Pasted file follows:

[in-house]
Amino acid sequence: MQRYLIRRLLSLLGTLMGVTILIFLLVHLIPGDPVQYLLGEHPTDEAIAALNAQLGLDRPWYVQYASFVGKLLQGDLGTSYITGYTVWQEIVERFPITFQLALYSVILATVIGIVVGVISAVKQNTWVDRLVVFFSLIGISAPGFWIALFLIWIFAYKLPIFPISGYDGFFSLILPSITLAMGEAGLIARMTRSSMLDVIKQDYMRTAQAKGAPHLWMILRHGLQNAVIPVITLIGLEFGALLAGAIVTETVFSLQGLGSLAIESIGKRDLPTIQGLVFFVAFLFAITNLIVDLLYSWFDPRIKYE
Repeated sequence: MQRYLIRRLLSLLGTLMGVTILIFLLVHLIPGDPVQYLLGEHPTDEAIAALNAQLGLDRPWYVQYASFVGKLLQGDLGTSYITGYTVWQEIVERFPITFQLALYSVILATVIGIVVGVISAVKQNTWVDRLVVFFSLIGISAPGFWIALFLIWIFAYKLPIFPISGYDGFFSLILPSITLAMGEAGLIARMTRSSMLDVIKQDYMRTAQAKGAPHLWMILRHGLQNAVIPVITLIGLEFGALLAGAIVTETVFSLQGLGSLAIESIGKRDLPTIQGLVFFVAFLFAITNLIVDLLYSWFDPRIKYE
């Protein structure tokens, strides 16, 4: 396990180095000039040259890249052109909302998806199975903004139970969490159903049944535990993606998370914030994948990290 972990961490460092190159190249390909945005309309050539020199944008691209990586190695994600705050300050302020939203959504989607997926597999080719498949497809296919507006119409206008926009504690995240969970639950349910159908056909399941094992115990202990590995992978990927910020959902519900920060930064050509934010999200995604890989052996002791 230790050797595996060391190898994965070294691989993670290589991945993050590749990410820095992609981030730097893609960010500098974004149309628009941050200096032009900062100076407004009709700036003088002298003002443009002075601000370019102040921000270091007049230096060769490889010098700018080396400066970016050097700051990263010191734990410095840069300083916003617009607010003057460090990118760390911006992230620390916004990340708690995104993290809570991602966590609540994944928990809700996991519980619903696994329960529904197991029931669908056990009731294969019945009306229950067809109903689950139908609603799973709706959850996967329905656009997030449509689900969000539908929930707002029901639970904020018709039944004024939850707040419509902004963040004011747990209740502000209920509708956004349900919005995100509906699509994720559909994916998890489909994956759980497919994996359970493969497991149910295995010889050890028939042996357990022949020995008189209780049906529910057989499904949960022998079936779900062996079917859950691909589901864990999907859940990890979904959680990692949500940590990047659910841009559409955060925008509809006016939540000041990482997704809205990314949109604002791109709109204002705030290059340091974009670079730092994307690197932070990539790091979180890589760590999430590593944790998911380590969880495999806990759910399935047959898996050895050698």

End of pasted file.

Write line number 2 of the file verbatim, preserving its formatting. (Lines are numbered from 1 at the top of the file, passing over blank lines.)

Amino acid sequence: MQRYLIRRLLSLLGTLMGVTILIFLLVHLIPGDPVQYLLGEHPTDEAIAALNAQLGLDRPWYVQYASFVGKLLQGDLGTSYITGYTVWQEIVERFPITFQLALYSVILATVIGIVVGVISAVKQNTWVDRLVVFFSLIGISAPGFWIALFLIWIFAYKLPIFPISGYDGFFSLILPSITLAMGEAGLIARMTRSSMLDVIKQDYMRTAQAKGAPHLWMILRHGLQNAVIPVITLIGLEFGALLAGAIVTETVFSLQGLGSLAIESIGKRDLPTIQGLVFFVAFLFAITNLIVDLLYSWFDPRIKYE